Google’s web browser, Chrome, is based on the open source Chromium browser, which is maintained by the Chromium Project. Chromium is designed to be a sleek, elegant and fast browser, with a minimal user interface: it’s all about the content and not about the application! Chrome is essentially Chromium with a number of bells and whistles, such a restriction blocking the installation of extensions from other sources apart from the Chrome Web Store, an integrated Flash Player, the auto-update system and support for more media standards. For the Android platform, the Chrome browser has been available for some time now and has been dependent on the hidden Google Play Services application for a number of its core services, most notably for the Google Cast feature.
A word about the Google Play Services. Regular readers will have seen that the inclusion of Google Play Services is one of the main differentiators between a device running Google Android and running (just) Android. The Google Play Services includes Google code for a number of features including the above-mentioned Cast feature, some of the location services, Google Cloud Messaging (the ability to use battery efficient push messaging) and a number of other features that I don’t want to clog up this article with! As part of making the Chrome browser dependent on the Google Play Services, the Chromium Project has also included a change that has the application check to see if Google Play Services. This means that without the Google add-on, it won’t even try to perform some of the functions that have until now sometimes caused the application to crash.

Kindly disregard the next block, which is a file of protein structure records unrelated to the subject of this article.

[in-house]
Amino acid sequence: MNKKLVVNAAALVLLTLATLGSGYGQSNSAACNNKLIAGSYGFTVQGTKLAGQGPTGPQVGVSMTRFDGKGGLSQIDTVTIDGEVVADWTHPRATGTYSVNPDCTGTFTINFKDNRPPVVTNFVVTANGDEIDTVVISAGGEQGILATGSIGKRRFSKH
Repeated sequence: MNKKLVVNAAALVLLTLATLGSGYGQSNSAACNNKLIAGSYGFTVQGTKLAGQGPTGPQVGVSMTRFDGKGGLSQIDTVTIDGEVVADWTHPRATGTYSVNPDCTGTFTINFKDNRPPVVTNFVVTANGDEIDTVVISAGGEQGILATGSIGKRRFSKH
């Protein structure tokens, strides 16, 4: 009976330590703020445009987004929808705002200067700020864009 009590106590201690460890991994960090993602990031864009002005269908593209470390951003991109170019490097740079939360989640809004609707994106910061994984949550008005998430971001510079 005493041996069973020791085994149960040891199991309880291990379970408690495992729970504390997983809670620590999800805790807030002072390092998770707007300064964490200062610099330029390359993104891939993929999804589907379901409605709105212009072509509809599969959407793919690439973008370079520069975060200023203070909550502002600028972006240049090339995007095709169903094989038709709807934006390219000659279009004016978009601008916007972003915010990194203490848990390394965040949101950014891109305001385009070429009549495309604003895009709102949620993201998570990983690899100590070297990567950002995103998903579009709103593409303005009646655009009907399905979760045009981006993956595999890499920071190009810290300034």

The advantage of this switch is that it will improve how Chrome behaves when trying to call upon a feature that requires Google Play Services: currently, Chrome for Android may crash if used on a device that does not feature the Google Play Services and sometimes these crashes can get ugly. However, following the change, the browser will display a message to explain that Google Play Services is missing but, importantly, it will continue working. This will improve the experience for people running the browser without Google Play Services, such as the out-of-the-box experience with say the Amazon Kindle Fire tablets.
To our readers, what’s your favorite browser? Do you use the Chrome because it synchronizes your bookmarks and visited pages, or do you use the stock browser on your device because it tends to be the fastest performer? Or do you use Firefox, or another third party browser. Let us know in the comments below.